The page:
For example, meals are prepared by a kitchen crew, in which more experienced cooks teach newer workers basic skills. “They cook breakfast, lunch, and dinner, and we also have two snacks a day as well. They’re responsible for coming up with the menu. They have a budget that they have to stick to. They go shop for the food, prepare the food, clean up, and all of that. So, it’s a really tremendous opportunity to teach those skills,” Ashley says.
One former student turned staff member, Brian Poirier, previously sold coffee in Puerto Rico to support Christian missions before a relapse brought him to Reconciliation Ministries. After he graduated, he brought his wife, Karla, to live in Columbia, and the couple also suggested that they could bring the coffee business too. At first, they sold coffee to local churches to raise money for the program. Then, when the pandemic put a damper on many churches’ ability to serve coffee, the group purchased a coffee trailer, which is normally parked at 1165 Saint Andrews Road but is beginning to make forays into events, such as the Elgin area’s Vintage Market Days. Ashley’s younger sister, who has barista experience, helped Karla and Brian develop a menu and a training plan for aspiring baristas. Later this year, the group plans to open a thrift store on Saint Andrews Road as well.
One job-training opportunity that students particularly enjoy is going to Clemson University to clean the football stadium during and after home games. As part of a contract with Can Do Enterprises, a janitorial service based in Tennessee, Reconciliation Ministries not only earns money toward its programming, but students also develop job skills, work ethic, and responsibility. Ashley says, “We get a chance to see what they’ve been learning throughout the week in action. Clemson also has temptations, so it’s a chance for them to learn self-control and discipline while still having accountability.” Of course, all of the students are now Clemson fans.
Counseling is also part of the treatment plan, and Reconciliation Ministries has developed partnerships with Palmetto Counseling Associates and Bridge of Hope Counseling Center to help with that aspect of recovery. Recently, a donor pledged $10,000 in matching funds toward this cause.
Most of the time medical treatment facilities, not faith-based treatment centers, are eligible to receive government funding. Reconciliation Ministries has stood firm on its commitment to teach a faith-based curriculum, so funding is always needed. “The more funds we’re able to raise, the more buildings we’re able to purchase in Beatty Downs and the more beds we’re able to open on our Rooted campus. So this year we’ve launched student sponsorship opportunities, in which people can sponsor students for a week, a month, or a year,” Ashley says.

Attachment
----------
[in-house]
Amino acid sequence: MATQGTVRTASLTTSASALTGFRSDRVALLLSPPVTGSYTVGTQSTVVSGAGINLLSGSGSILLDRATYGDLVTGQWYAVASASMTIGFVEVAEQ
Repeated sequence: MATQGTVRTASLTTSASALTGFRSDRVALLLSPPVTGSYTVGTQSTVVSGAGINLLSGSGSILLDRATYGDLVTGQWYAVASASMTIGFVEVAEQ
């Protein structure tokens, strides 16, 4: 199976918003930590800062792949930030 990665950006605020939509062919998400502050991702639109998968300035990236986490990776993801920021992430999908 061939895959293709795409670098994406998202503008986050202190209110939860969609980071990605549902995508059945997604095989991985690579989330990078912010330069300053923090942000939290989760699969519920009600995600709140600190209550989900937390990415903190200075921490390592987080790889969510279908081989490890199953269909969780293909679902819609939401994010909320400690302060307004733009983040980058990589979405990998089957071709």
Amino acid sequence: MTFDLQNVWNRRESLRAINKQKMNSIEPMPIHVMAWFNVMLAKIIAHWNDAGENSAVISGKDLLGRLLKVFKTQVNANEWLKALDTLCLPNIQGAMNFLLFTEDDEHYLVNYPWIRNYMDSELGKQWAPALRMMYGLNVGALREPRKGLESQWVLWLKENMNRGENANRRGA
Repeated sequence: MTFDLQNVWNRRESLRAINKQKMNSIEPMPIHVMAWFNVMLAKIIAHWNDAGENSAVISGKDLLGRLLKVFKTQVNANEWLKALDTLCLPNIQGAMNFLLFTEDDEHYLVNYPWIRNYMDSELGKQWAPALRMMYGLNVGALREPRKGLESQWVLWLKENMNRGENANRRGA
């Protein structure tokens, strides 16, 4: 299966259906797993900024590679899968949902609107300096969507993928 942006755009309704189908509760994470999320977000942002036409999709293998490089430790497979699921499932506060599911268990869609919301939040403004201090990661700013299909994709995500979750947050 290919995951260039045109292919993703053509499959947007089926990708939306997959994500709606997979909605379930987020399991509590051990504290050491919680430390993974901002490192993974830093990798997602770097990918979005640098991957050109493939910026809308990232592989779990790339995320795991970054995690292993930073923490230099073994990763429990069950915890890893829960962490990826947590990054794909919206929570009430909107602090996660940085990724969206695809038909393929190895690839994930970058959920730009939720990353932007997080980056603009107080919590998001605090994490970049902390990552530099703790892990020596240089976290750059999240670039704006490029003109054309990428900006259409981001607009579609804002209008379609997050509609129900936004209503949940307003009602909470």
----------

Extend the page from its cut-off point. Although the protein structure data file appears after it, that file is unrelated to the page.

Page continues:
Sponsoring one student costs about $350 per week, as many people arrive on campus with only the clothes on their back. In-kind donations, ranging from personal hygiene supplies to vehicles, are also appreciated.
One 2020 graduate of the program, Robert, accepted a job with Chapin Furniture — the company’s owners, Keith and Jennifer Grimaud, consistently support Reconciliation Ministries — and a donated car provided much-needed transportation to his new job. Once unemployed and homeless, Robert now works full time at Chapin Furniture, cares for his two children on the weekends, and helps teach other ministry students.
Graduates of the program can rent apartments in Beatty Downs while they transition back into the community at large. In early spring, Beatty Downs held a socially distanced block party, evidence that the neighborhood is improving as the ministry expands.
“It’s been really neat to see that little bit of the community transformed because we were able to renovate one building. And now we have seven down there, and they look great,” Ashley says. “We keep our property up. Others have noticed that and want to do the same. They don’t want to be the one that has the bad-looking apartment building. We believe one day we’ll be able to own all 25 buildings down there.”
Reconciliation Ministries strives to be a place where people feel comfortable sending loved ones who struggle with addictions. “There’s discipline involved,” Ashley concedes, “but we do that out of love, and we care for each and every person who comes through our doors.”